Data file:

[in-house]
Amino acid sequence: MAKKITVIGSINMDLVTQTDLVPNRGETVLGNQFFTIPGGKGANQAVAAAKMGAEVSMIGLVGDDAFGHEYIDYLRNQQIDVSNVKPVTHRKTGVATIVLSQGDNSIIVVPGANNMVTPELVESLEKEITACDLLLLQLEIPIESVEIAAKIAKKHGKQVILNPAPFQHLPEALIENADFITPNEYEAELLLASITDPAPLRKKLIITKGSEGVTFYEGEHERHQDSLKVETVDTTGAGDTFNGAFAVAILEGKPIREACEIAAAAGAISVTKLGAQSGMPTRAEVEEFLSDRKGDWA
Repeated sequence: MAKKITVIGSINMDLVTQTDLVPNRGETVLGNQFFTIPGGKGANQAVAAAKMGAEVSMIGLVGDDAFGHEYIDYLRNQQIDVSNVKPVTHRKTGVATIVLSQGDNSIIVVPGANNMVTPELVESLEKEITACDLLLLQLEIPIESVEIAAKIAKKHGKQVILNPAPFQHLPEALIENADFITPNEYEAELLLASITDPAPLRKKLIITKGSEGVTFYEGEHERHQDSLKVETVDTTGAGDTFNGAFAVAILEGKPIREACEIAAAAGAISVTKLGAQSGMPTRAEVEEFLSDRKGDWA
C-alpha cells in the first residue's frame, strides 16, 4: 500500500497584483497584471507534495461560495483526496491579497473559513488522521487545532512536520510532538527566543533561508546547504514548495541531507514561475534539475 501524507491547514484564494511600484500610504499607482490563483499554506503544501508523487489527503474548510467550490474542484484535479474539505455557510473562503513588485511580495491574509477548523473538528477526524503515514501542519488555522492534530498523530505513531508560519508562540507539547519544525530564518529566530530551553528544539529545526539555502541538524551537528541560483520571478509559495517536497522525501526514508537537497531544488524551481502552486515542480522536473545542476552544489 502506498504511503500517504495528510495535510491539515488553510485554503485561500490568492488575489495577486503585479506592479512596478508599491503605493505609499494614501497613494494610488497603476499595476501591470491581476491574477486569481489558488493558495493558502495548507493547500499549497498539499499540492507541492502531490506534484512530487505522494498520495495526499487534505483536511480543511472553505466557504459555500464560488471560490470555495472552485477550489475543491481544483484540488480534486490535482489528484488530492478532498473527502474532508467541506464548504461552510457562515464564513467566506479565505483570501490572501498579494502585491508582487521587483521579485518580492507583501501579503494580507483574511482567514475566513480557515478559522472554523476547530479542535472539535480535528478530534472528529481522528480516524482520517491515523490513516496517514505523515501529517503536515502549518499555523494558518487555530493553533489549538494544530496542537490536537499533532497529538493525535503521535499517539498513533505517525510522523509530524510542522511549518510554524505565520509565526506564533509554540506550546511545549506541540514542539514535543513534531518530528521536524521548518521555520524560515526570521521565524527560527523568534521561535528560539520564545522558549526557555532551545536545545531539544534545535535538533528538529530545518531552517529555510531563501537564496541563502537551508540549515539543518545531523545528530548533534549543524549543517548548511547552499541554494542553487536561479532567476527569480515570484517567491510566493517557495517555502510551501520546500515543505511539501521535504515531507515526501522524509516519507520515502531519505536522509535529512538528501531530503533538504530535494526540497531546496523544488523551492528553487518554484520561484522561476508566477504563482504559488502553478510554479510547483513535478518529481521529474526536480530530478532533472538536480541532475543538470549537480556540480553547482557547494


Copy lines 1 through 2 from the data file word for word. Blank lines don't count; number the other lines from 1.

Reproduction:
[in-house]
Amino acid sequence: MAKKITVIGSINMDLVTQTDLVPNRGETVLGNQFFTIPGGKGANQAVAAAKMGAEVSMIGLVGDDAFGHEYIDYLRNQQIDVSNVKPVTHRKTGVATIVLSQGDNSIIVVPGANNMVTPELVESLEKEITACDLLLLQLEIPIESVEIAAKIAKKHGKQVILNPAPFQHLPEALIENADFITPNEYEAELLLASITDPAPLRKKLIITKGSEGVTFYEGEHERHQDSLKVETVDTTGAGDTFNGAFAVAILEGKPIREACEIAAAAGAISVTKLGAQSGMPTRAEVEEFLSDRKGDWA